And the Oscar goes to…

Cinema scholars Left to right: Peter Decherney, director of Penn's Cinema Studies Program; Meta Mazaj, a lecturer in cinema studies; and Timothy Corrigan, an internationally renowned film scholar and cinema studies professor.


Photo Credit: Jacquie Posey

Think film professors have an edge over everyone else at accurately predicting Academy Award winners? Think again.

“Although I supposedly know a lot about films, I’m terrible at picking the Oscars,” says Peter Decherney, director of the Cinema Studies Program at Penn. “We have a department pool every year and I’ve only won once. But it was purely by accident.”

Nonetheless, Decherney weighed in on the 2011 Academy Award race at a recent faculty panel discussion titled “And the Oscar Goes to...” The program, part of the School of Arts and Sciences lecture series “Knowledge by the Slice,” focused on who will win the coveted statuettes and who should win at the 83rd Annual Academy Awards ceremony this Sunday, Feb. 27.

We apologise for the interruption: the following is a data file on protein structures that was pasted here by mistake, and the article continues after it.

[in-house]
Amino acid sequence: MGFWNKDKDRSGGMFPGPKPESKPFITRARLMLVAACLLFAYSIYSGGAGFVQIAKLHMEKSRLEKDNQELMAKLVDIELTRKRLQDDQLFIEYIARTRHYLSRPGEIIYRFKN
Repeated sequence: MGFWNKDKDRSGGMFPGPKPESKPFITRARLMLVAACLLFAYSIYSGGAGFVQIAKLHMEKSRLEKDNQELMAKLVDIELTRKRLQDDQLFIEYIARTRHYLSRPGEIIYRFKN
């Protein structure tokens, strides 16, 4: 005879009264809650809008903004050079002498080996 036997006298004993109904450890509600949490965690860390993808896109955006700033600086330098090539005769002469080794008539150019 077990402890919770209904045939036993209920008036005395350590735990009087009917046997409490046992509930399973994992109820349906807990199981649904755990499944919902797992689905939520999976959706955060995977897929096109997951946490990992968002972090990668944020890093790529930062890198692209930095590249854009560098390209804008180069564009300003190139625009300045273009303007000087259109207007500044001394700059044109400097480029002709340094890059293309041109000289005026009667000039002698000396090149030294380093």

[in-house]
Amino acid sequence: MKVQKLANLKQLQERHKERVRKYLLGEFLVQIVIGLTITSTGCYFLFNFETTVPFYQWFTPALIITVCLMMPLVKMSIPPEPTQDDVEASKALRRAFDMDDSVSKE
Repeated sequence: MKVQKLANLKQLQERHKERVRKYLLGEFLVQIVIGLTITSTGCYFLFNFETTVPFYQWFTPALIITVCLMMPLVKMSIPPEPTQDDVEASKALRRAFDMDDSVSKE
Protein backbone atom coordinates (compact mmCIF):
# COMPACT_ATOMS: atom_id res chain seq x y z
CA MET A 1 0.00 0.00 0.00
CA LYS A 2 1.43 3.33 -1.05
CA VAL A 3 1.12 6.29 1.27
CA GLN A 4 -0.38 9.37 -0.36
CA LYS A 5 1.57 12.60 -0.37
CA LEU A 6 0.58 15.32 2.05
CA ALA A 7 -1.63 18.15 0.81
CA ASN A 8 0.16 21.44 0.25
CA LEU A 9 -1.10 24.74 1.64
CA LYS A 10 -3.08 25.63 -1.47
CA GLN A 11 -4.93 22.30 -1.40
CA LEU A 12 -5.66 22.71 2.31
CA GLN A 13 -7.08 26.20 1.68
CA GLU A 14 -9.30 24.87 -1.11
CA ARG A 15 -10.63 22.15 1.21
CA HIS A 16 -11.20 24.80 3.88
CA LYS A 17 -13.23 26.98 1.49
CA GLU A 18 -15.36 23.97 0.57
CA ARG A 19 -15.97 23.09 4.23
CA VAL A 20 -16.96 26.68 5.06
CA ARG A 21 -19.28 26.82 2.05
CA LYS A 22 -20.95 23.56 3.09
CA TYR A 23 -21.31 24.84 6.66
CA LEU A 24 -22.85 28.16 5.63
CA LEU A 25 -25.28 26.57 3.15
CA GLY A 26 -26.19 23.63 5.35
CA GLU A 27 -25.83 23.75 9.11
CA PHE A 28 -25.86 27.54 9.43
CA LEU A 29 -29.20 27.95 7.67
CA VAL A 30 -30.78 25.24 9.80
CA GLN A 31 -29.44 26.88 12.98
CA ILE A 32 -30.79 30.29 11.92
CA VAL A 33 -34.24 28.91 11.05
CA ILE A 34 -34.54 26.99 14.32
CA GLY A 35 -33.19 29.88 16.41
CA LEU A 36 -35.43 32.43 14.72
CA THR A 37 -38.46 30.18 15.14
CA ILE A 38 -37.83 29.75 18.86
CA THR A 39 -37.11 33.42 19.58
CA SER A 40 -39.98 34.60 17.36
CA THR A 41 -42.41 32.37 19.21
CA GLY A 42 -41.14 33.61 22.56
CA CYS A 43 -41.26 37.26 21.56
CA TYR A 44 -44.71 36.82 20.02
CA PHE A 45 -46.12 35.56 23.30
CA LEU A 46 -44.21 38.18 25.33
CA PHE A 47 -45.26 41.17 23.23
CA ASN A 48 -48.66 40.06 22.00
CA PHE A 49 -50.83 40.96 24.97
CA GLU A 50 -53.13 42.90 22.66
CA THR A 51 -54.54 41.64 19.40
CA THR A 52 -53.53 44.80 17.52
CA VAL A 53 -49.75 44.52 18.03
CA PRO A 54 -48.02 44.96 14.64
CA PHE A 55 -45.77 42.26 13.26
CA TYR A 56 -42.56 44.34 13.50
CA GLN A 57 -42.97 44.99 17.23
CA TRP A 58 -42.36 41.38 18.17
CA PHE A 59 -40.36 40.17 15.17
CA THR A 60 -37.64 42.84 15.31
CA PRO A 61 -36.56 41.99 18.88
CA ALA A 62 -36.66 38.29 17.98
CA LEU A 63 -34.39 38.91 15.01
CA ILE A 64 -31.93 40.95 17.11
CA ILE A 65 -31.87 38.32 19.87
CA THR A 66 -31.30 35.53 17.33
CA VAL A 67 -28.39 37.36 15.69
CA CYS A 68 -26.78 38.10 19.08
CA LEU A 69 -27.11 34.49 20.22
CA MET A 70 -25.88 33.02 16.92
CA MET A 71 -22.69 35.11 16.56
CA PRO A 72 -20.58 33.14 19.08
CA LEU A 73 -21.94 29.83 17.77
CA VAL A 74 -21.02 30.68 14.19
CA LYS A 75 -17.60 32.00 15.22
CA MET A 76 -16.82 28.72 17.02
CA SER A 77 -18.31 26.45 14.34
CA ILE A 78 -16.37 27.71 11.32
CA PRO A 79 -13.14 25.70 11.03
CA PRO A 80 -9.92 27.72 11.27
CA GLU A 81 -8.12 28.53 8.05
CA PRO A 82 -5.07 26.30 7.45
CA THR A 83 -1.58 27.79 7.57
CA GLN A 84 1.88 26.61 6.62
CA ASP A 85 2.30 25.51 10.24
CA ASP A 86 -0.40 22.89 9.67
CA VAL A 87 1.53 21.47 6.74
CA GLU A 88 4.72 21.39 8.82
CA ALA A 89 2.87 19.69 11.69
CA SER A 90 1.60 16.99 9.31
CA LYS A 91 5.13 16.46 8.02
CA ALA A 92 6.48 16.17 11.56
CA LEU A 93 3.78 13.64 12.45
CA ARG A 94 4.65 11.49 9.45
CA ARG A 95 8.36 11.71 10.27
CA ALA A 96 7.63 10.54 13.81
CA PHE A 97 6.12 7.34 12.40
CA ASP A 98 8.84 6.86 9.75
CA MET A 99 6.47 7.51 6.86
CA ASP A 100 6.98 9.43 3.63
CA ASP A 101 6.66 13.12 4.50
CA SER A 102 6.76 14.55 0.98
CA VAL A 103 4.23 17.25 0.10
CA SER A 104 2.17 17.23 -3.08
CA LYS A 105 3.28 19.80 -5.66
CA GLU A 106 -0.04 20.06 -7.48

Decherney joined noted film scholar Timothy Corrigan, an English and cinema studies professor at Penn, and Meta Mazaj, a lecturer in cinema studies at Penn, on the panel.

The film enthusiasts explained that in order to fully understand the science behind Oscar picks, one must know how industry insiders use money and advertising to game the system. The American Academy of Motion Picture Arts and Sciences is made up of more than 6,000 film industry veterans who vote for the nominees. These voters know that while being nominated for an award is an honor, it is also a significant marketing and promotions opportunity.

During the panel discussion, Decherney cited a recent study that found that an Oscar nomination adds $20 million to a film’s box office receipts. An Oscar win? That amounts to an additional $15 million.

“Theatrical distribution for every major movie is about creating a buzz,” Corrigan says. “It’s about creating promotion for the DVD sales. It’s not about getting people into the theaters.”

Decherney predicts “Toy Story 3” will win in the Best Picture category. Corrigan thinks it will be “The Social Network,” and Mazaj believes “The King’s Speech” will take the top prize.

All three Penn professors believe Colin Firth will win the Best Actor award for his performance in “The King’s Speech.” They also agree that Natalie Portman will take home the Best Actress trophy for her leading role in “Black Swan.”



Originally published on February 24, 2011